Apple’s fifth-generation iPod touch, which debuted alongside the iPhone 5 during the September 12 keynote, is on sale now, first reviews are great and already the wizards at iFixit have done what they do best: they tore apart the device to peek under the hood and analyze its innards.
Unlike the iPhone 5 that runs the latest A6 chip with 1GB of RAM, Apple’s ultra-thin (just 6.1mm) media player packs in the Apple-designed A5 processor with 512MB of Hynix-supplied RAM. The same silicon also powers the iPad 2 (the iPad 3 runs a souped up variant labeled the A5X). Perhaps unexpectedly, the new iPod touch has a weaker home button than that on the iPhone 5…
Other tidbits include NAND flash from Toshiba, meaning Apple passed on Samsung and turned to other suppliers for both the iPod touch’s storage and on-chip RAM. Note that Apple’s been distancing itself from Samsung on the display front as well, although the South Korean conglomerate continues to build Apple’s in-house designed processors at its facility in Austin, Texas.
Broadcom supplies the BCM 5976 touchscreen controller and Texas Instruments won a touchscreen system-on-a-chip contract (the 27AZ5R1 module). WiFi module is provided by Murata (the 339S0171) and the three-axis gyroscope is from STMicroelectronics (the AGD32229ESGEK module).
The impossibly thin iPod touch is quite a marvel of engineering.
As for the display, even though the iPod touch packs in all of the display technologies Apple uses for the iPhone 5, the manufacturing process is being described as cheaper.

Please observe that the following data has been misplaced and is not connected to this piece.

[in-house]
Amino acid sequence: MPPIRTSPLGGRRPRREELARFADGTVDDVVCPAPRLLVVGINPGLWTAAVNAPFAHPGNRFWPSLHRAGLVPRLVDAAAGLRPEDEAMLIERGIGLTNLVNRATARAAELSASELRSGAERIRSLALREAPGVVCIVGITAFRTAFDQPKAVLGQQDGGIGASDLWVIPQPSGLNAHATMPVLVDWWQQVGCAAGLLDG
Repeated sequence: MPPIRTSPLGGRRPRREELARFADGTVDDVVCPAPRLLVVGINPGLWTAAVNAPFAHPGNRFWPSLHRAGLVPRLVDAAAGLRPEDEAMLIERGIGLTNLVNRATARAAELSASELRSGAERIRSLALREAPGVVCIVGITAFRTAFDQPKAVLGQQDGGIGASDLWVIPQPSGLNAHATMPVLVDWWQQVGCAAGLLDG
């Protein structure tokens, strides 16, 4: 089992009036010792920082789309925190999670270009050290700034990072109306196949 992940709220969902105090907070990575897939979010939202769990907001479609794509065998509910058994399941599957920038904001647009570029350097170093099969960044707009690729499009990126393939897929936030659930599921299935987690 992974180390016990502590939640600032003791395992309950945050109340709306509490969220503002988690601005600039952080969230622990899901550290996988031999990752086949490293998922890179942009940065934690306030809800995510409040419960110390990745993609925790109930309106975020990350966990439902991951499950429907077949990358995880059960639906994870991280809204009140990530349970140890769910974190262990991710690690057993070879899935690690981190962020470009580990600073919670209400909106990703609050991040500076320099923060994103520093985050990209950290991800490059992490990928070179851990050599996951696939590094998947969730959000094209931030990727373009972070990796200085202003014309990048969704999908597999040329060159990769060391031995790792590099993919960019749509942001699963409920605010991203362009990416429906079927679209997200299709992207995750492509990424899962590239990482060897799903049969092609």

When comparing the Touch to the iPhone 5 display assembly, it’s apparent that this is a much simpler, cheaper design, despite Apple claiming the two have very similar functionality.
The fourth-generation iPod touch’s display was of a noticeable lower quality compared to the iPhone 4/4S, especially when viewed at an angle.
Here’s a side-by-side comparison of the iPhone 5’s and iPod touch’s profile.
The iPod touch, pictured on the left, is jut 6.1mm thin versus the iPhone 5 (right) that is 7.6mm deep.
The backside iSight camera on the new iPod touch is essentially a rehashed version of the five-megapixel module found on the previous-generation model, capable of shooting 1080p video at 30 frames per second.
As for repairability, the new iPod touch scores 3 out of 10 (versus 7 out of 10 for the iPhone 5), largely due to hard-to-manage ribbon cables on the logic board and absence of external screws.
In case you thought that a quick zap with the heat gun and a gentle pry is all it would take to get into the Touch, think again! There are several clips and adhesive holding this iPod together.
The disassembly also found the volume buttons, microphone, LED flash and power button all connected through the same ribbon cable, which easily peels from the rear case.
The shift to a single ribbon cable is more cost-effective for the manufacturer, but unfortunately it has a negative impact on repairability. Cables connected to the logic board run over the top and connect on the bottom, making it difficult to remove the board or disconnect the cables.
iFixit notes that even though repair is not impossible, “it’s certainly going to be difficult and expensive if one component breaks”. The teardown experts were also surprised to find a weaker home button compared to the iPhone 5, largely stemming from a rubber-membrane design.
In our recent iPhone 5 teardown, we praised Apple for redesigning a stronger home button. We were somewhat disappointed with the weaker, rubber-membrane design of the iPod Touch’s home button.
I think the new iPod touch is a marvel of engineering and the best media player there is. I’d say that a weaker home button, cheaper display assembly (though image quality is on par with the iPhone 5) and low repairability score are all necessary trade-offs due to its impossibly thin design, ones that not many people will notice anyway.
Do you think the new iPod touch is worth the asking price of $299/$399 for the 32/64GB model?